Dec. 7 (Bloomberg) -- U.S. Supreme Court justices grappled with the reach of federal patent law, touching on both fire-building techniques and Albert Einstein’s discoveries during arguments over diagnostic medical tests.
Today’s one-hour session, which centered on a dispute between Nestle SA’s Prometheus unit and the Mayo Clinic, produced few clear answers. The justices sought to draw what proved to be a fine line between natural phenomena, which can’t be patented, and applications of those principles, which can be.
“My question is, ‘What has to be added to a law of nature to make it a patentable process?’” Justice Stephen Breyer told Mayo’s lawyer. “If you put too little in the answer to that question, I believe I can make things like E=mc2 patentable,” he said, referring to Einstein’s formula showing the connection between an object’s mass and its energy.
“And if you put too much in, you are going to wreck your own case,” Breyer said.
He emerged as a pivotal figure. He took part in the case after his wife earlier in the day sold Nestle stock she had previously owned, said Kathy Arberg, the Supreme Court’s spokeswoman.
Breyer learned about that conflict last night, when Prometheus’s lawyers belatedly told the court that the company had been acquired by Nestle in July, Arberg said. Breyer participated in the court’s decision to hear the case in June, about a month after Vevey, Switzerland-based Nestle announced plans to buy Prometheus.
Breyer also revealed a substantive shift today, saying he was rethinking a 2006 dissenting opinion he wrote arguing for limits on patents that involve natural phenomena. He said that opinion “lacked an explanation” as to why the invention in that case wasn’t a patentable application of a law of nature.
The Prometheus case is the second at the Supreme Court since 2010 concerning what types of inventions are eligible for legal protection. Companies, trade groups and lawyers have filed more than two dozen legal briefs, many warning that the court’s ruling might have widespread, unintended ramifications. Each side in the case says a defeat might stifle innovation.
The two disputed patents cover a method for determining the proper dosage of thiopurine, a stomach medicine, based on the rate at which particular patients metabolize the drug.
Doctors can use the method, which involves testing blood for metabolites, to maximize effectiveness and limit toxic side effects while treating Crohn’s disease and other inflammatory bowel illnesses.
Prometheus is suing two units of the Mayo Clinic, the not-for-profit medical practice based in Rochester, Minnesota.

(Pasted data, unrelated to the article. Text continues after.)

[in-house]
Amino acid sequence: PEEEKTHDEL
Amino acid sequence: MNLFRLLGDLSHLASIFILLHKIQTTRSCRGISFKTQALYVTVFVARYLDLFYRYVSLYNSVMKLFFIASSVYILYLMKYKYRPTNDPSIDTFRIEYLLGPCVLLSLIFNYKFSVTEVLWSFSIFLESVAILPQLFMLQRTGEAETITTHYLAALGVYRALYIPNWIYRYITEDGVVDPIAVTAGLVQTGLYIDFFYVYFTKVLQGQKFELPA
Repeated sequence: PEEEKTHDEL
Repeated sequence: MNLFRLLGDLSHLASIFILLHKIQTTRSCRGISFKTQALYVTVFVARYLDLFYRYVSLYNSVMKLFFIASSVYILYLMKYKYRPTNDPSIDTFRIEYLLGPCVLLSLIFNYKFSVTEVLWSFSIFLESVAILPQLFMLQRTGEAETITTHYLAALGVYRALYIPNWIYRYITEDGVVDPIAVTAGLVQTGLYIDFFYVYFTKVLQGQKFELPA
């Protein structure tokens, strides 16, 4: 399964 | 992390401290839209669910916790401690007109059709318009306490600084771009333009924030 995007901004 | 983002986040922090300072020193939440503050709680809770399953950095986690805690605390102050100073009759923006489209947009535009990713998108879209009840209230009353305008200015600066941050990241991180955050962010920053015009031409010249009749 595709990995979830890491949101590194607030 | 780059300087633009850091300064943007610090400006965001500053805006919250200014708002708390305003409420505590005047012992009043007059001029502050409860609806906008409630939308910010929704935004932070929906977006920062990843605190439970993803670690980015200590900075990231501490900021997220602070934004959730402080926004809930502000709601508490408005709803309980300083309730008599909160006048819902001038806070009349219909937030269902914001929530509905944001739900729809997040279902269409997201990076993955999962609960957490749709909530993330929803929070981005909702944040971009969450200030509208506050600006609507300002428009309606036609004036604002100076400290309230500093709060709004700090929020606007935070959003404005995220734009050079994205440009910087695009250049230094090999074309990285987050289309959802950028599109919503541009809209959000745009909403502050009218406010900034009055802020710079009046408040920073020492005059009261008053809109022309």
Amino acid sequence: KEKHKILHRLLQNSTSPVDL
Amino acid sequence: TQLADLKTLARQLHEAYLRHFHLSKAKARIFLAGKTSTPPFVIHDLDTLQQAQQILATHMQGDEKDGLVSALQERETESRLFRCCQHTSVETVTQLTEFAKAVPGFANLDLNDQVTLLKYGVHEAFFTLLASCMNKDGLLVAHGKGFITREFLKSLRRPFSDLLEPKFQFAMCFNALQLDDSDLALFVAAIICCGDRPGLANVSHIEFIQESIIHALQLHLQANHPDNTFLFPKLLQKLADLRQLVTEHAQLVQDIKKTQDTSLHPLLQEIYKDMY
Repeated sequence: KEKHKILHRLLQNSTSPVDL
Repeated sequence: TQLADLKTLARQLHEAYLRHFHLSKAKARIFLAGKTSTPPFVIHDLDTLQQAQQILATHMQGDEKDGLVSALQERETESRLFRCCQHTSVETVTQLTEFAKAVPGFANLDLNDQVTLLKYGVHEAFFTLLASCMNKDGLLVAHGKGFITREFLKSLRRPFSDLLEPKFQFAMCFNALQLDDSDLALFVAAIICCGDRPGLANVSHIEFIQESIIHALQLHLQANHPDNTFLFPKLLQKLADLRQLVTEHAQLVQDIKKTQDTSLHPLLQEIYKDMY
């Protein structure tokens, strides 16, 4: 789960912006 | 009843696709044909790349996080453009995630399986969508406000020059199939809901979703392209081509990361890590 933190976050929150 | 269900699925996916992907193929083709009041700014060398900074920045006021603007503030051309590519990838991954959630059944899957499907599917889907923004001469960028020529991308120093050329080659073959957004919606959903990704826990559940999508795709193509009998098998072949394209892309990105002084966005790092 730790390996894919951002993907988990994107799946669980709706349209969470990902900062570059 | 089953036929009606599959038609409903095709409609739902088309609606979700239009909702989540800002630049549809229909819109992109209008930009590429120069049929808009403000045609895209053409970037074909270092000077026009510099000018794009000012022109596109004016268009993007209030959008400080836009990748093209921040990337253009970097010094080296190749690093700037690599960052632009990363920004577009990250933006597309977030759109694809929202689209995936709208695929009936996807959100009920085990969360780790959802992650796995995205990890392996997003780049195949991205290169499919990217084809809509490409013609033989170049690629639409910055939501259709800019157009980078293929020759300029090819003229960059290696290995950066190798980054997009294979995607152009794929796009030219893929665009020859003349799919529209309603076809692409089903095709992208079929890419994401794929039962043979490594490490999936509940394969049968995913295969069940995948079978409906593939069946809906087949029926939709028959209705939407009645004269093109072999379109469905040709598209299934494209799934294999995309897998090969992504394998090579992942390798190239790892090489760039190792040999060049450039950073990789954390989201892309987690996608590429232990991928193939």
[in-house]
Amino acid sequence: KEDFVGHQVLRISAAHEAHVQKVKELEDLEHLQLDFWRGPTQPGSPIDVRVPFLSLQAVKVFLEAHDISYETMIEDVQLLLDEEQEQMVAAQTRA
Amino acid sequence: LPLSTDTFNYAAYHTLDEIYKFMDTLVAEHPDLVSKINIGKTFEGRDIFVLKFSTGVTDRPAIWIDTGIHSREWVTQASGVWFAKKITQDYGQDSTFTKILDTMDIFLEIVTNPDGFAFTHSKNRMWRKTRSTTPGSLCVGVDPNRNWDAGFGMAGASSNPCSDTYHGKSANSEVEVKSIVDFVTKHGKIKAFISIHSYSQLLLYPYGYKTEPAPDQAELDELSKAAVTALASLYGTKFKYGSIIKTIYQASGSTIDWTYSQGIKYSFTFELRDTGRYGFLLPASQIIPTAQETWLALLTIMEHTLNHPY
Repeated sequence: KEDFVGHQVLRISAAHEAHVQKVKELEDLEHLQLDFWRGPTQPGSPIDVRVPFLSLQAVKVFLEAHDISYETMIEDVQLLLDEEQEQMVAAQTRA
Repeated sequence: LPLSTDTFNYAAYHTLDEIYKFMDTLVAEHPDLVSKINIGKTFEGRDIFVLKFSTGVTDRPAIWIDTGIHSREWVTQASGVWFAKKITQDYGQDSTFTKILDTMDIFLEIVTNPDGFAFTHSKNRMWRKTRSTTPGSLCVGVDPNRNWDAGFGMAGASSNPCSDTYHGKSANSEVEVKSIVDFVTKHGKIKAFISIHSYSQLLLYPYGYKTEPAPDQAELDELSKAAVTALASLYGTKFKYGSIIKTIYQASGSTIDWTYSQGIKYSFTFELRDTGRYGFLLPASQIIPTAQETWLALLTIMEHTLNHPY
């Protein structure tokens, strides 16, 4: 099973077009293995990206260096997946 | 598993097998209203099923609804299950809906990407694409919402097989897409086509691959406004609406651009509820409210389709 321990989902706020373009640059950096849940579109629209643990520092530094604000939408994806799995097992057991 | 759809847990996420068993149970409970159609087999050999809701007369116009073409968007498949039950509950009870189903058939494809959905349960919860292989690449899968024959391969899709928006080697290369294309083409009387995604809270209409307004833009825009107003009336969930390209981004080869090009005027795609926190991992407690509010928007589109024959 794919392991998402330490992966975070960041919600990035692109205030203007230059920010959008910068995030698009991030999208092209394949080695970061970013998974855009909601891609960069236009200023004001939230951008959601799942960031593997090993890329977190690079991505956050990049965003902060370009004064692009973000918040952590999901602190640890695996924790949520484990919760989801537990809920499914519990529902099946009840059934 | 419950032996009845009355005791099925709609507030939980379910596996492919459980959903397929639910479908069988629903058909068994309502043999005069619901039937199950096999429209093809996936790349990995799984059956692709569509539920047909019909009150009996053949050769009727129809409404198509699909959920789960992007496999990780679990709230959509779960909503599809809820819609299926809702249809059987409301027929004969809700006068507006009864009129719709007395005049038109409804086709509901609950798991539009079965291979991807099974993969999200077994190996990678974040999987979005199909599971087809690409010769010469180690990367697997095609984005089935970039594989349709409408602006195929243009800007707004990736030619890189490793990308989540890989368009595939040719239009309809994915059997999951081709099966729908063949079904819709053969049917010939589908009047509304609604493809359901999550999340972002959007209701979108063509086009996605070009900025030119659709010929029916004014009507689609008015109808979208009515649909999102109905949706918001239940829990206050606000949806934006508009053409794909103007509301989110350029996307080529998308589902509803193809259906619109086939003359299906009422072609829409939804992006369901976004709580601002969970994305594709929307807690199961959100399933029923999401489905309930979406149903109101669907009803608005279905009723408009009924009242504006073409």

Mayo says the patents would give Prometheus a monopoly over all uses of the natural relationship between the metabolites created by thiopurine and the drug’s impact on the human body. The patents are so broad they would bar doctors familiar with the Prometheus method from even thinking about the connection between metabolite levels and the proper dosage for a patient, Mayo’s lawyer, Stephen Shapiro, told the justices.
That argument drew skepticism from Justice Sonia Sotomayor. “It’s not as broad as you are stating,” she told Shapiro.
Prometheus’s lawyer, Richard Bress, countered that the patents concern concrete applications of scientific principles, which the Supreme Court has long said fall within the scope of the U.S. Patent Act.
Justice Elena Kagan questioned whether the Prometheus patents were specific enough. The patents say doctors should either increase or decrease the dosage of thiopurine if metabolite levels fall outside a range specified in the patent.
“It’s not a treatment regimen,” she said. “All you have done is pointed out a set of facts that exist in the world.”
The Obama administration is urging the court to take a middle ground. The government says the Prometheus process probably isn’t the type of genuine innovation that would warrant legal protection. At the same time, the administration says the types of methods involved in the case should at least be eligible for patent coverage.
Chief Justice John Roberts questioned the government’s approach, saying it would make instructions for building a fire eligible for patent protection.
“It is easier to throw something out at the threshold level, isn’t it, than to move further down the line?” Roberts asked U.S. Solicitor General Donald Verrilli.
The case may have its greatest impact on the field of personalized medicine, an emerging practice that involves determining whether a patient is genetically susceptible to a particular disease or would be especially responsive to certain treatments. Two companies focusing on that field, Myriad Genetics Inc. and Novartis AG, are backing Prometheus.
The case is Mayo Collaborative Services v. Prometheus Laboratories, 10-1150.
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